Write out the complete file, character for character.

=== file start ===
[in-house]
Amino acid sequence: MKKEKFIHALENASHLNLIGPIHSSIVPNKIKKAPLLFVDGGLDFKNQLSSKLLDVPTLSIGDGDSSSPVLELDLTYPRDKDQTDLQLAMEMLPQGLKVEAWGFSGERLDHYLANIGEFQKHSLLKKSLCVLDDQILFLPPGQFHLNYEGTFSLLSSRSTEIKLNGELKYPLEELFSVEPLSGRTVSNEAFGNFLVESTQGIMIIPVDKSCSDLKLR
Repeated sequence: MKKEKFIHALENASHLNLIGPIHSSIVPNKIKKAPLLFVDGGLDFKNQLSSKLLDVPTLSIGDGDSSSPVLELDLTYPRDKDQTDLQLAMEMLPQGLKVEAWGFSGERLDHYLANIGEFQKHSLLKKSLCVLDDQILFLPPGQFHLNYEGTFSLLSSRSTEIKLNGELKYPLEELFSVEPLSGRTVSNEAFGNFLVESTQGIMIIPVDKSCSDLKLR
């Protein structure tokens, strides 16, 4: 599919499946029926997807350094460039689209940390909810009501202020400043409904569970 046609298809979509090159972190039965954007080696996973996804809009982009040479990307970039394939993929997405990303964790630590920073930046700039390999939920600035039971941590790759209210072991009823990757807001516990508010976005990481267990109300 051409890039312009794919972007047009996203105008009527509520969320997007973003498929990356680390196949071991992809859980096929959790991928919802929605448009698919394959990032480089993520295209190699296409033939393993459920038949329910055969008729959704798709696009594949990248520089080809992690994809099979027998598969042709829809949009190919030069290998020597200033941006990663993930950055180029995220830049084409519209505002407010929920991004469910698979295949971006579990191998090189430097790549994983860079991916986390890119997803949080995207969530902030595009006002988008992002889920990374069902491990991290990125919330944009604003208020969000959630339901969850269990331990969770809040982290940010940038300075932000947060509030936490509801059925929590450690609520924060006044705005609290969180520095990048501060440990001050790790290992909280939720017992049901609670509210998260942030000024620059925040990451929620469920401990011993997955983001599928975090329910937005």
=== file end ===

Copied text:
[in-house]
Amino acid sequence: MKKEKFIHALENASHLNLIGPIHSSIVPNKIKKAPLLFVDGGLDFKNQLSSKLLDVPTLSIGDGDSSSPVLELDLTYPRDKDQTDLQLAMEMLPQGLKVEAWGFSGERLDHYLANIGEFQKHSLLKKSLCVLDDQILFLPPGQFHLNYEGTFSLLSSRSTEIKLNGELKYPLEELFSVEPLSGRTVSNEAFGNFLVESTQGIMIIPVDKSCSDLKLR
Repeated sequence: MKKEKFIHALENASHLNLIGPIHSSIVPNKIKKAPLLFVDGGLDFKNQLSSKLLDVPTLSIGDGDSSSPVLELDLTYPRDKDQTDLQLAMEMLPQGLKVEAWGFSGERLDHYLANIGEFQKHSLLKKSLCVLDDQILFLPPGQFHLNYEGTFSLLSSRSTEIKLNGELKYPLEELFSVEPLSGRTVSNEAFGNFLVESTQGIMIIPVDKSCSDLKLR
């Protein structure tokens, strides 16, 4: 599919499946029926997807350094460039689209940390909810009501202020400043409904569970 046609298809979509090159972190039965954007080696996973996804809009982009040479990307970039394939993929997405990303964790630590920073930046700039390999939920600035039971941590790759209210072991009823990757807001516990508010976005990481267990109300 051409890039312009794919972007047009996203105008009527509520969320997007973003498929990356680390196949071991992809859980096929959790991928919802929605448009698919394959990032480089993520295209190699296409033939393993459920038949329910055969008729959704798709696009594949990248520089080809992690994809099979027998598969042709829809949009190919030069290998020597200033941006990663993930950055180029995220830049084409519209505002407010929920991004469910698979295949971006579990191998090189430097790549994983860079991916986390890119997803949080995207969530902030595009006002988008992002889920990374069902491990991290990125919330944009604003208020969000959630339901969850269990331990969770809040982290940010940038300075932000947060509030936490509801059925929590450690609520924060006044705005609290969180520095990048501060440990001050790790290992909280939720017992049901609670509210998260942030000024620059925040990451929620469920401990011993997955983001599928975090329910937005």